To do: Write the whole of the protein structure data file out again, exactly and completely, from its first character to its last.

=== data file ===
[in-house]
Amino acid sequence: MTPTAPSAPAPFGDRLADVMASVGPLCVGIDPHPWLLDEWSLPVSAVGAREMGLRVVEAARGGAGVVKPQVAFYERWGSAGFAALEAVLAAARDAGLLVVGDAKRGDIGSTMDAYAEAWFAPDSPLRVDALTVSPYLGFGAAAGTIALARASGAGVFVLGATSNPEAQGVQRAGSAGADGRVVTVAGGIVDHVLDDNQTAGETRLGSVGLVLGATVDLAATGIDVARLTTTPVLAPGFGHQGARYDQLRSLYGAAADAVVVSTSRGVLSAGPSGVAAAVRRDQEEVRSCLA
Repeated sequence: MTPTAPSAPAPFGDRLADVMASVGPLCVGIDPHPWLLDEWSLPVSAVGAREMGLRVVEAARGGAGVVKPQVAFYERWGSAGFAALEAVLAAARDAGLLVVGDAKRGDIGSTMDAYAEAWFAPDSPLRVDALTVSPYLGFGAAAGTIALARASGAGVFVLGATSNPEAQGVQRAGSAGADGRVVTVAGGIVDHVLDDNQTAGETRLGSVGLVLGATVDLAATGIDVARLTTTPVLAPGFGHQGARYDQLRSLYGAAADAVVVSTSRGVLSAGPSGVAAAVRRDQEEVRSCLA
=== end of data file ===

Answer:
[in-house]
Amino acid sequence: MTPTAPSAPAPFGDRLADVMASVGPLCVGIDPHPWLLDEWSLPVSAVGAREMGLRVVEAARGGAGVVKPQVAFYERWGSAGFAALEAVLAAARDAGLLVVGDAKRGDIGSTMDAYAEAWFAPDSPLRVDALTVSPYLGFGAAAGTIALARASGAGVFVLGATSNPEAQGVQRAGSAGADGRVVTVAGGIVDHVLDDNQTAGETRLGSVGLVLGATVDLAATGIDVARLTTTPVLAPGFGHQGARYDQLRSLYGAAADAVVVSTSRGVLSAGPSGVAAAVRRDQEEVRSCLA
Repeated sequence: MTPTAPSAPAPFGDRLADVMASVGPLCVGIDPHPWLLDEWSLPVSAVGAREMGLRVVEAARGGAGVVKPQVAFYERWGSAGFAALEAVLAAARDAGLLVVGDAKRGDIGSTMDAYAEAWFAPDSPLRVDALTVSPYLGFGAAAGTIALARASGAGVFVLGATSNPEAQGVQRAGSAGADGRVVTVAGGIVDHVLDDNQTAGETRLGSVGLVLGATVDLAATGIDVARLTTTPVLAPGFGHQGARYDQLRSLYGAAADAVVVSTSRGVLSAGPSGVAAAVRRDQEEVRSCLA